Railway Realism

Railway Realism features

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WARTIME HEAVY FREIGHT

In times of national crisis our railways are often called on to perform extraordinary feats, and in the Second World War freight traffic rose to such an extent that a special breed of locomotive was required to deal with it. EVAN GREEN-HUGHES explains all.

HST on Forth Bridge Feature Premium

Sliding doors

The Mk 3 carriage was one of the greatest designs ever produced for the railways of Britain and, although now almost 50 years old, it is heading for a new lease of life, thanks to the fitting of up-to-date features such as swing-plug and sliding doors. EVAN GREEN-HUGHES examines the latest developments.

Heaton Lodge Junction Feature Premium

All change at Heaton Lodge

The subject of one of this issue’s layouts, Heaton Lodge in the Calder Valley has had numerous alterations over the years, mirroring the changing fortunes of the surrounding area, as EVAN GREEN-HUGHES describes.

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‘Hymek’ Hydraulics

Lauded by many as one of the best looking of all the first-generation diesel classes, the Class 35 ‘Hymeks’ nevertheless had short working lives, with the last withdrawn almost half a century ago. EVAN GREEN-HUGHES explains the story of this distinctive hydraulic design.

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Immingham Docks

Although railway companies were primarily concerned with the transport of goods and passengers their influence spread to many other areas, one of which was the creation of new docks and harbours. EVAN GREEN-HUGHES takes a look at how the Great Central Railway created one of the most impressive of these, at Immingham in north east Lincolnshire.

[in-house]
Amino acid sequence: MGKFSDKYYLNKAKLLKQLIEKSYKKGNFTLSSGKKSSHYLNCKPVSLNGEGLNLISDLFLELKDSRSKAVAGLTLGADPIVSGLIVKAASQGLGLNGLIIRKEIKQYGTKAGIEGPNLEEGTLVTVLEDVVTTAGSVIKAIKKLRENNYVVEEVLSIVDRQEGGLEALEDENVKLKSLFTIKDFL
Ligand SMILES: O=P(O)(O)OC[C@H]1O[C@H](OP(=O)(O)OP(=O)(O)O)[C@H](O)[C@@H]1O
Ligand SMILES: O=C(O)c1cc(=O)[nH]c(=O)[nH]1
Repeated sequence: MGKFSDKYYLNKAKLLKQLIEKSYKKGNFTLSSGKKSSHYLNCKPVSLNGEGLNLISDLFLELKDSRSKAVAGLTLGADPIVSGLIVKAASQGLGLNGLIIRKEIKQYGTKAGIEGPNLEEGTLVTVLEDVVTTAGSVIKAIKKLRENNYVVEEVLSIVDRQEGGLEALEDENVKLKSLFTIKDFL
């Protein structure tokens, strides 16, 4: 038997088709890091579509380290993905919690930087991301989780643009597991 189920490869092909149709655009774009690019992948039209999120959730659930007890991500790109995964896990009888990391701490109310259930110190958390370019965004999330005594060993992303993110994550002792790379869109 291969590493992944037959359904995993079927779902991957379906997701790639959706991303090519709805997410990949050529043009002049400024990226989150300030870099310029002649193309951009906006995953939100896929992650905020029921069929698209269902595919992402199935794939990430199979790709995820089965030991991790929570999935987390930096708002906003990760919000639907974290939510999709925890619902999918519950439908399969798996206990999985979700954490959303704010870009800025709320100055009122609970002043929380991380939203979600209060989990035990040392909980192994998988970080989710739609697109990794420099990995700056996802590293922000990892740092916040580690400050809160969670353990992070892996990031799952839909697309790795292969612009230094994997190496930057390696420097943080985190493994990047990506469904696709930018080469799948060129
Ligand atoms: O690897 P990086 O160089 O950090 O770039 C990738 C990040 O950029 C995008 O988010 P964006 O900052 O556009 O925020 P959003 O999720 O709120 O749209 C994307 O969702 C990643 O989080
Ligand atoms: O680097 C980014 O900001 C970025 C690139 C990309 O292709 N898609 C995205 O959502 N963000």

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60 years of Evenıng Star

Sixty years ago this month a name was attached to the last steam engine to be built for British Railways. That name was Evening Star, and the locomotive on which it was mounted was to become one of the most famous in UK railway history, as EVAN GREEN-HUGHES recalls.

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Farewell to the ECML HST

On December 15 2019 the curtain came down on one of the most significant eras of the East Coast Main Line when the last HST was withdrawn from regular service on that route, marking the end of a 40-year period, as EVAN GREEN-HUGHES describes.

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Maintaining the new diesels

The change from steam to diesel traction in the 1950s and 1960s brought with it a huge number of new challenges, not least at depot level where a whole new approach to maintenance had to be established. EVAN GREEN-HUGHES explains.

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BRITISH RAILWAYS Western Region

Chocolate and cream, lined green 4-6-0s, Brunel’s ‘billiard table’ and the torturous grades of the South Devon Banks were just a few of the components of British Railways’ Western Region. MIKE WILD looks back at what made this region of British Railways different to all the rest.

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TRANS-PENNINE TRACTION

With its intense traffic levels, fearsome gradients and challenging timetabling, the north Trans-Pennine corridor has always held great interest for enthusiasts. Now services on this line are undergoing a radical upgrade, the latest in a series of improvements which have been continuously carried out since Victorian times, as EVAN GREEN-HUGHES discovers.